Foreign Exchange Rates Lost in Translation

Foreign Exchange Rates Lost in Translation

As much as £975 million ($1.54 billion) is being lost annually by British travellers taking holidays abroad because of a lack of familiarity with foreign currency.

New findings from the American Express Global Foreign Exchange Services reveal that 46 per cent of holidaymakers get confused whilst going abroad because of conversion rates, whilst others got confused between currencies of the same name such as the British, Egyptian and Cypriot pound.

Almost a third of passengers who travel overseas surveyed, said that they struggled to grasp the exchange rate of foreign currencies and therefore felt they were being short-changed by vendors and restaurateurs. Over 60 per cent of respondents said that they had gone over budget on their holiday spending through a misunderstanding of the exchange rates.

On average, the study revealed that each traveller would lose £15 per trip taken. In particular, currencies which have a very high denomination were given the label “monopoly money” by six per cent of the sample, who found it difficult to accept such currencies as “real money”. For example, travellers on Thailand holidays got tied up appreciating the Thai Baht, which currently resides at 54 Baht to the pound.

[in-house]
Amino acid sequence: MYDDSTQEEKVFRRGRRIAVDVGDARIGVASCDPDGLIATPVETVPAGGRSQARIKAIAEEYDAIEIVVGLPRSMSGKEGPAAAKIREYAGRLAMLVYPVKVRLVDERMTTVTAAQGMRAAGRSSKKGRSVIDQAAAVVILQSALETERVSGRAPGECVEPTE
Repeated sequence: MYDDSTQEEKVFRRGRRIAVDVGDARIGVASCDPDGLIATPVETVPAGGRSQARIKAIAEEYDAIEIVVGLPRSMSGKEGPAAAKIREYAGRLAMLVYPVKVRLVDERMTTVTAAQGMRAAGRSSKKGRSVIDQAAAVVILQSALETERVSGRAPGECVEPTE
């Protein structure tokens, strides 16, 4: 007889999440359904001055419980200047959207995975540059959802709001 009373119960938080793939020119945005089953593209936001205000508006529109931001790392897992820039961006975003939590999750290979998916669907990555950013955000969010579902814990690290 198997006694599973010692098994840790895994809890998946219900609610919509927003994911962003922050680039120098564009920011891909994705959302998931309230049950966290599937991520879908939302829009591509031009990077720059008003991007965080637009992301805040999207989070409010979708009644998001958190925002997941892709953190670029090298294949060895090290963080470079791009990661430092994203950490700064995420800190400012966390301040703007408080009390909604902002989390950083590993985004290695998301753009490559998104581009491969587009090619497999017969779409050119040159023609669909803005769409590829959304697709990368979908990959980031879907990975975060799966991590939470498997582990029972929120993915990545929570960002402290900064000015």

Vice president of foreign exchange at AMEX, Helen Grace advised that the best way to avoid confusion was for customers to become acquainted with the country they were visiting and the currency it used. “It can be really difficult to stick to a budget when you are unsure of the currency rate, and some find it hard to think of foreign currency as real money,” Ms Grace told

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